College students who left their campuses in droves as stay-at-home orders rolled in were often met with a whole new financial reality, one marked by travel costs, unused apartments and lost jobs. Here are three ways those students can find some help.

Get a refund from your school. Those who had to move out of dorms early will likely get a refund for room and board — the coronavirus relief act allocated money to colleges for this purpose. You can expect a prorated amount. Your financial-aid office will have information on how to receive a refund. The funds you get back can be used to pay for any education-, travel- or living-related expenses you have incurred as a result.

But if your room and board was paid through a student loan and you don’t need the refund to make ends meet, consider returning it.

Seek emergency aid from your college. The Department of Education is sending billions of dollars to colleges through the Higher Education Emergency Relief Fund authorized by the coronavirus relief act. The grants can be used to pay for education-related technology and supplies, housing, food, child care and health care, the Education Department said.

So far about half of eligible schools have applied to receive the grant funding. You are eligible to receive an emergency grant whether or not you filed the Free Application for Federal Student Aid. It’s unclear if schools will require the FAFSA from those who didn’t complete it previously in order to receive the aid.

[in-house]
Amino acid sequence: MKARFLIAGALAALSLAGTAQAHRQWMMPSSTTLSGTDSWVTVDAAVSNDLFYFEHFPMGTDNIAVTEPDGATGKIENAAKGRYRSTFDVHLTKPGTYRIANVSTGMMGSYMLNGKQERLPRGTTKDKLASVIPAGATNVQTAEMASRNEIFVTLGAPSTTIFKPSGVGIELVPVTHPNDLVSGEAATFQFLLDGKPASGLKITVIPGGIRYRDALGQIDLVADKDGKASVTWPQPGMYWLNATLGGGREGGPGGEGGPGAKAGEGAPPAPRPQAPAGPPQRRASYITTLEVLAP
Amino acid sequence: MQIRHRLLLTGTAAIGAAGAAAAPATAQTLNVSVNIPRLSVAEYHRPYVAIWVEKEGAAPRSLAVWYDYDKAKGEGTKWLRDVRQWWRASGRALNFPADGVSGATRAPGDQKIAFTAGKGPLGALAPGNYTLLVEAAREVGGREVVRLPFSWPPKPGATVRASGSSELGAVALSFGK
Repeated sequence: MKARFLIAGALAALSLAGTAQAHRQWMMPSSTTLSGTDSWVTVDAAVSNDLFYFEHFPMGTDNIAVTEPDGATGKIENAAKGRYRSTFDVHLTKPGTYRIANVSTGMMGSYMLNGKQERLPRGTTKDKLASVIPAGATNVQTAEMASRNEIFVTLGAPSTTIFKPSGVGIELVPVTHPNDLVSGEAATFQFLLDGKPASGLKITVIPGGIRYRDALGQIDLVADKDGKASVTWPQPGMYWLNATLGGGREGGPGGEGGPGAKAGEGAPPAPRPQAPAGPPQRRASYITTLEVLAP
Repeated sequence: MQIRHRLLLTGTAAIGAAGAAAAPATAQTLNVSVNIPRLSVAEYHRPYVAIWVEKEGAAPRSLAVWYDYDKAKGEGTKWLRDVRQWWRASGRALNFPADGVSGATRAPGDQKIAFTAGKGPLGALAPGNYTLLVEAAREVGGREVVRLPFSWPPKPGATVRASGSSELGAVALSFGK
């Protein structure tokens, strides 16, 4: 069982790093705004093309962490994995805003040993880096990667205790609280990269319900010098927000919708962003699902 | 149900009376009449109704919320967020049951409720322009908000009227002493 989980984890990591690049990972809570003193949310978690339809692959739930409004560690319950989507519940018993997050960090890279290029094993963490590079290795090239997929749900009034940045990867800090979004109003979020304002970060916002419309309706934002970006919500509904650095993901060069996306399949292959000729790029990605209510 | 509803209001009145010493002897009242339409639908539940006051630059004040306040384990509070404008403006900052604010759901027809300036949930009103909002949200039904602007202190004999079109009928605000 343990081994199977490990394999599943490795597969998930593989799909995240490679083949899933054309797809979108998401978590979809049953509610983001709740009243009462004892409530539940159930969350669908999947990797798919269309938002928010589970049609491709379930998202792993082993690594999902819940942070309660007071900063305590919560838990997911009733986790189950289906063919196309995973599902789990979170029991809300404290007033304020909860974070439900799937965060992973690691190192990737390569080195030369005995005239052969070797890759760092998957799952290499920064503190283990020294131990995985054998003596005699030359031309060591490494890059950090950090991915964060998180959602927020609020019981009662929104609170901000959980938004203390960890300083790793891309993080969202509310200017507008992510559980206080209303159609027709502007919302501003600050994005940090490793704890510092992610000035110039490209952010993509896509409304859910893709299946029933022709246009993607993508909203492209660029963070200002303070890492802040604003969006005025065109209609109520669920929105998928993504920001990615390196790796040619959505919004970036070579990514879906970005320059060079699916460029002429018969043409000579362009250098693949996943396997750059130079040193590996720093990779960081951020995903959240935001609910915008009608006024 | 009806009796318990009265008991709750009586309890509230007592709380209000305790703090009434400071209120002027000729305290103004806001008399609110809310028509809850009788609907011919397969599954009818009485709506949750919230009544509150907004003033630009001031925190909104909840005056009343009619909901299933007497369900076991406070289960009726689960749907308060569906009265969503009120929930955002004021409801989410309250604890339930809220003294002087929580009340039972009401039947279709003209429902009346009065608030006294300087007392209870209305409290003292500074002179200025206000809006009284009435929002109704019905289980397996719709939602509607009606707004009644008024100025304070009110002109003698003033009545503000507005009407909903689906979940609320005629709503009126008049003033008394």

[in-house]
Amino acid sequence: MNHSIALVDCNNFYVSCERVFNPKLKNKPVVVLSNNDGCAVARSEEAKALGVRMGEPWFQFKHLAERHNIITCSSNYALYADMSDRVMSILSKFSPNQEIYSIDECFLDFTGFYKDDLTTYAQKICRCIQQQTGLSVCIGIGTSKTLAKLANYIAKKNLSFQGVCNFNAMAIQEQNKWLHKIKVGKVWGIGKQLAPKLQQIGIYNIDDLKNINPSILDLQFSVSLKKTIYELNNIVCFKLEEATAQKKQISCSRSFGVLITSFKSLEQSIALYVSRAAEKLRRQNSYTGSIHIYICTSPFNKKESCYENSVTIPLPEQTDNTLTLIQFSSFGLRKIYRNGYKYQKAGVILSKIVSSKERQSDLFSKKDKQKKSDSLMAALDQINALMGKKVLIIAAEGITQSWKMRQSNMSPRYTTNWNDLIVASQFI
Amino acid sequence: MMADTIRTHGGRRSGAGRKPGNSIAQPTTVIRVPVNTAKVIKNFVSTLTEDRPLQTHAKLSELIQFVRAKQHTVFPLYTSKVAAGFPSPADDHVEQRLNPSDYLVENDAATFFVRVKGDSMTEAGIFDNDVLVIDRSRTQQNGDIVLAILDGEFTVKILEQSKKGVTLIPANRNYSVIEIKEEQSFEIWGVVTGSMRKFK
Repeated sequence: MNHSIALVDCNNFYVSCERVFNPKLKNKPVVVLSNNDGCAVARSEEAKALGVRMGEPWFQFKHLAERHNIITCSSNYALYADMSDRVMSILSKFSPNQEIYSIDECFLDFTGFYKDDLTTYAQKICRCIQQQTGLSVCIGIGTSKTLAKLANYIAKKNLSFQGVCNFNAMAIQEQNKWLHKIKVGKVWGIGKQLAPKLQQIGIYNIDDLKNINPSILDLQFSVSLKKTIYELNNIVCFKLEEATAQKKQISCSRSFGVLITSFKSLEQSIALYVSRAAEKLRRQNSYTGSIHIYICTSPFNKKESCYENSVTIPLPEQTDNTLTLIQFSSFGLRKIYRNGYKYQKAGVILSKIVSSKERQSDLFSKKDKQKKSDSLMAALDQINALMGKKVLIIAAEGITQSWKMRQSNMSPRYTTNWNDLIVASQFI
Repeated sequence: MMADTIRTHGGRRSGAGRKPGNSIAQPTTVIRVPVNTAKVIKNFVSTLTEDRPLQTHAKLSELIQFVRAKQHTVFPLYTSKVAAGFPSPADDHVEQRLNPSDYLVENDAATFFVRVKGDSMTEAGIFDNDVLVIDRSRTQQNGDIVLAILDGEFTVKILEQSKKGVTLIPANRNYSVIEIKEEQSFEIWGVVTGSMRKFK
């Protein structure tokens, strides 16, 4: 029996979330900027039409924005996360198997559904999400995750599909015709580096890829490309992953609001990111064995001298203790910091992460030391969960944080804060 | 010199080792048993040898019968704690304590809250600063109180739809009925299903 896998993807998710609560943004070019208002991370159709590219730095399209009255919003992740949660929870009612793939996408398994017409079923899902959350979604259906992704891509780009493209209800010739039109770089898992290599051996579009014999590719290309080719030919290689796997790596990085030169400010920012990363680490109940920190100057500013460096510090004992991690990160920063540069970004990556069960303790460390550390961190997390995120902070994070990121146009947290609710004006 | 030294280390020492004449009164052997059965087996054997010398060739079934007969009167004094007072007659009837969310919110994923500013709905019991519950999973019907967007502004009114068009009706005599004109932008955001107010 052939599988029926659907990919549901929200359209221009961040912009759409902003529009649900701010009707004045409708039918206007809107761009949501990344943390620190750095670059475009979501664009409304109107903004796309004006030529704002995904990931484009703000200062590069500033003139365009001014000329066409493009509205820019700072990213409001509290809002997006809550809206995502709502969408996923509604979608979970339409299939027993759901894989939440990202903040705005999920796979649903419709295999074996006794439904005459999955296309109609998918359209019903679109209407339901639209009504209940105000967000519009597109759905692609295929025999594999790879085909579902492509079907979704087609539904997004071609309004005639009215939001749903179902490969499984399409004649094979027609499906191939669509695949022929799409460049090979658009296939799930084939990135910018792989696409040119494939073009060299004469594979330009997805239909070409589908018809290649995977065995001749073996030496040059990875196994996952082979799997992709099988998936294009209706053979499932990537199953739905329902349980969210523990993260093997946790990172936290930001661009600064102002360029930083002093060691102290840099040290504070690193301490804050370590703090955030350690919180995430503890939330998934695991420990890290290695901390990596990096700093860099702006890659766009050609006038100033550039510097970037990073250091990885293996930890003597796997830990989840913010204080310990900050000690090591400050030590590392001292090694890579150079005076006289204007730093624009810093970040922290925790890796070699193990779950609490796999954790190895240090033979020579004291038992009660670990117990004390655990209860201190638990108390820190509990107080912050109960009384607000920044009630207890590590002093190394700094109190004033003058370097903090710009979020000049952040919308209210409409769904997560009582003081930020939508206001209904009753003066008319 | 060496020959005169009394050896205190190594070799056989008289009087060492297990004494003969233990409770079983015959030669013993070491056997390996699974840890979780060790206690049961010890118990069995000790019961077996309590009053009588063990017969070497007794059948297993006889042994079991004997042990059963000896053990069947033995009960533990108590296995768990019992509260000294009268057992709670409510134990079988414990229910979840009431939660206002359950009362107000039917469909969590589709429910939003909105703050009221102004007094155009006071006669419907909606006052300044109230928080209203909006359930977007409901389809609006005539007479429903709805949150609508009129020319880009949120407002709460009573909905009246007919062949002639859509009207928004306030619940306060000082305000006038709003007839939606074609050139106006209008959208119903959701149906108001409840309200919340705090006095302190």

Your school may also have its own emergency fund established. These programs typically require students to apply.

Update your FAFSA form.

Your family’s finances may have looked a lot different when you submitted the FAFSA. But the form you submitted isn’t permanent; you can make changes and receive aid retroactively, even if you already received your financial-aid award.

To update the information reported, log in to and submit changes under “Make FAFSA Corrections.” Or you can contact your school’s financial-aid office and ask them to make changes for you. The deadline to make updates is June 30 after the school year you need aid. For the 2019-20 school year, that’s June 30, 2020.

If you are thinking about how you are going to pay for school next year and you already received a financial aid award, you can file an appeal. Make sure to include a specific amount you are asking for and reasoning for your request in your appeal.

E-mail: Twitter: @AnnaHelhoski.